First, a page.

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The sequel to First Strike, Transformers vs Visionaries picks up from the finale of First Strike and focuses on the Cybertronians dealing with magical organic refugees in the underground of their planet while introducing the Visionaries into the Hasbro Comic Universe.

And things go from bad to worse when it's found that Prysmosian magic has necrotic symptoms on Cybertronian systems and metal.

Tropes used in Transformers vs. Visionaries include:
  • Adaptational Villainy: Continuing on from First Strike, Merklynn is a Complete Monster who not only caused Prysmos to revert to a feudal state but he's 100% on board with a complete Cybertronian genocide because he's disgusted at the thought of sentient mechanical lifeforms.
  • All for Nothing: As Merklynn bitterly reflects, it didn't matter that he failed. Unicron is coming.
  • An Arm and a Leg: Breakdown loses his right arm to a portion of Talisman energy.
  • Butt Monkey: Waspinator of course.
  • Days of Future Past: Merklynn's goal. To wipe away all technology and restore magic on a galaxy wide scale.
  • Death by Adaptation: Darkstorm didn't make it off Prysmos in time.
  • Depending on the Writer:
    • Merklynn himself. He's an absolute monster but his nature is jossed heavily. Revolutionaries paints "Kreiger" as something of a Pragmatic Villainy who mainly saw the Tailsman as a source of profit (we can write this off as the details of his true nature not yet being finalized). First Strike made him a Visionary Villain (no pun intended) with a god complex. This series has him as a sadistic and spiteful Evil Is Petty Well-Intentioned Extremist.
    • New Prysmos. First Strike has its forcefield being created to keep the Cybertronians out, while this series treats it as something the Cybertronians established to keep the Prysmosians in. This is probably due to the series being written before the details of First Strike‍'‍s finale were sorted out.
  • Easily Forgiven: Leoric welcomes back all the defected Spectral Knights noting he's guilty of abandoning them.
  • Fantastic Racism: The Cybertronians look down on the Prysmosians for being organic while the Prysmosians don't view the Cybertronians as alive.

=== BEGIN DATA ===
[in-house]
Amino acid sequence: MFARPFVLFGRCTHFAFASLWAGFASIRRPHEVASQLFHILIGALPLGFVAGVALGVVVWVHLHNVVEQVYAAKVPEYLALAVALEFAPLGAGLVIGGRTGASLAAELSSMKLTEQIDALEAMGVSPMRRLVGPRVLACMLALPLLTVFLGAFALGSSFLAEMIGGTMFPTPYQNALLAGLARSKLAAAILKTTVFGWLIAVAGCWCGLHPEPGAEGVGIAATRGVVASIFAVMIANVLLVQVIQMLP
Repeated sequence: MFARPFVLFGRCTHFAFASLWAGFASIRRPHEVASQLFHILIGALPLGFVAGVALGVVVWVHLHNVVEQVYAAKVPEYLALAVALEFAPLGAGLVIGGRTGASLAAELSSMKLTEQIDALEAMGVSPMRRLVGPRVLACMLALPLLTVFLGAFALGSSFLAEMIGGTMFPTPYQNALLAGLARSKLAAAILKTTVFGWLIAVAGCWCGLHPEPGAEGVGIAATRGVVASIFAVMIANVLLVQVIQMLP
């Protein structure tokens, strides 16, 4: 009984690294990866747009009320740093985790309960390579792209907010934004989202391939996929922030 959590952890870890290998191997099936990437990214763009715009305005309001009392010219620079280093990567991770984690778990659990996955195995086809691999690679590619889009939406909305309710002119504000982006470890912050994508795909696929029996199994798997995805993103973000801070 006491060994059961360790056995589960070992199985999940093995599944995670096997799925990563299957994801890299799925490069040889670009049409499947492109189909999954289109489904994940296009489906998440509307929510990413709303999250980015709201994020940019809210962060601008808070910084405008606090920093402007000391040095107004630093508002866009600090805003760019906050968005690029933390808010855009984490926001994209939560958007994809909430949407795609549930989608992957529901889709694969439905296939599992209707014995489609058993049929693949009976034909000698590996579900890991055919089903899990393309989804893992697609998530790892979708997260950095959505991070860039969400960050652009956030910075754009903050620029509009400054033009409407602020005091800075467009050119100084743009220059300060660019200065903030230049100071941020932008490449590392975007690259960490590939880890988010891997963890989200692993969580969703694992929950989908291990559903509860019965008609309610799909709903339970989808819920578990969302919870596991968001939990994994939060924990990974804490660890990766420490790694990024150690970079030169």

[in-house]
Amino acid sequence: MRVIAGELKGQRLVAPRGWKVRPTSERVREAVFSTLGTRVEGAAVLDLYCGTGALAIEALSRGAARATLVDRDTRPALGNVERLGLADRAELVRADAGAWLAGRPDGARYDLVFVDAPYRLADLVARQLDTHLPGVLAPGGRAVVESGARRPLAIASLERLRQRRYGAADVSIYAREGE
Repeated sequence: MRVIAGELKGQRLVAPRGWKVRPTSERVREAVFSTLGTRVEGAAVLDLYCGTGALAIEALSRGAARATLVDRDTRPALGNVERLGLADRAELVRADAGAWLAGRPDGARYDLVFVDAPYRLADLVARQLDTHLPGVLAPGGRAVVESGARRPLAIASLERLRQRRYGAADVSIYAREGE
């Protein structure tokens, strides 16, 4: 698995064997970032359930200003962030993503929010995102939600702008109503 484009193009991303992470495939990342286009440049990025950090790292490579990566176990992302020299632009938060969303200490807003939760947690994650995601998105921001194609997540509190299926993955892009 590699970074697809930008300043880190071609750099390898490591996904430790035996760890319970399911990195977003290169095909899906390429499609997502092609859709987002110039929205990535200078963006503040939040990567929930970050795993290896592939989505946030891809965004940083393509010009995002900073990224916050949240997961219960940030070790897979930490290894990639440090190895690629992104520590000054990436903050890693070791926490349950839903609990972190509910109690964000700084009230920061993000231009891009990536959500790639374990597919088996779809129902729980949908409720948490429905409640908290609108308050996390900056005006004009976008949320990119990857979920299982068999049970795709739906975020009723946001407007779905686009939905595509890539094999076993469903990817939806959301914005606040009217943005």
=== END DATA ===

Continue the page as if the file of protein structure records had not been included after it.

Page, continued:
• Freudian Excuse: All Prysmosian technology was rendered inactive by the Trinary Re-Alignment causing them to hold all technology, even the Cybertronians, in contempt.
  • Green-Eyed Monster: In the opening of issue 3, Virulina is openly outraged that Cybertron has a galaxy-spanning society.
  • Hostile Terraforming: The Talisman's energy is transforming the Cybertronian caverns around New Prysmos into Prysmosian rock while the device itself is burrowing down to Vector Sigma. In the end, Cybertron grants the Prysmosians 100 square feet of land for their colony.
  • It's All About Me: Merklynn sent his people back to a feudal state all because he wasn't being worshipped for his magical power.
  • Just a Machine: Most Prysmosians regard the Cybertronians as "animate horse chariots".
  • Karma Houdini: Virulina doesn't face any huge consequences for her actions.
  • The Magic Comes Back: Merklynn tries to do this but the Cybertronians will be having none of it.
  • Magic Is Evil: Considering that it's being used to enact a Cybertronian genocide for petty reasons, yeah it's pretty vile.
  • Magic Versus Science: The central conflict. Prysmosian magic is extremely corrosive to technology, even living technology like Cybertronians. Wheeljack eventually finds that all magic leading to this exact same result is hugely suspicious and does an in-depth analysis, finding a way to neutralize its baseline frequency. Eventually this technology is mass-produced to neuter Merklynn.
  • Moral Myopia: The Prysmosians view the Cybertronians as tyrants for oppressing them and forcing them to live by their rules. Never mind the fact that New Prysmos is on Cybertron and the Prysmosians invaded the planet. As Ironhide points out, they should be grateful they're getting anything.
  • Mythology Gag:
    • The three suns of Prysmos aligning and disabling all technology. Unlike the original comic and cartoon, Merklynn caused this alignment.
    • After Waspinator is mutated by magic, he becomes a visual composite between himself and Thrust.
    • The Prysmosians worship the goddess Heskedor, a minor character from the original cartoon. Leoric later mentions the old capital of  Valorak.
  • Not So Different:
    • Kup and Leoric realize this with regards to Cybertronians and Prysmosians. The former eventually learned from their civil war and mistakes while the latter never got the chance since they lost their planet.
    • Even worse with Merklynn. He views Cybertronians as abominations who are unworthy of life and seeks to remake their world into one perfect for his kind. Take a wild guess how the Decepticons viewed organics like Merklynn.
  • Reality Ensues: With resources for them being scarce, the Visionaries have ditched their Middle Ages style armor for a more steampunk barbarian style.
  • Spanner in the Works: Merklynn's entire plan is derailed by Galadria casting a largely unused healing spell to try and save Ironhide's life.
  • Sufficiently Analyzed Magic: Wheeljack's analysis of magic reveals it to be basically gamma radiation but with all sorts of variances riding it like system code on a carrier wave.
  • Taking the Bullet: When Virulina tries to kill Ironhide, Kup takes the attack and dies.
  • Utopia Justifies the Means: Merklynn's justification for everything he does. So what if the Cybertronians will be extinct? At least Prysmos will come back.
  • The Worf Effect: Quickswitch, established as a dangerously powerful Autobot in the 1980s, dies in the issue that introduces him to display the effects of Talisman magic.
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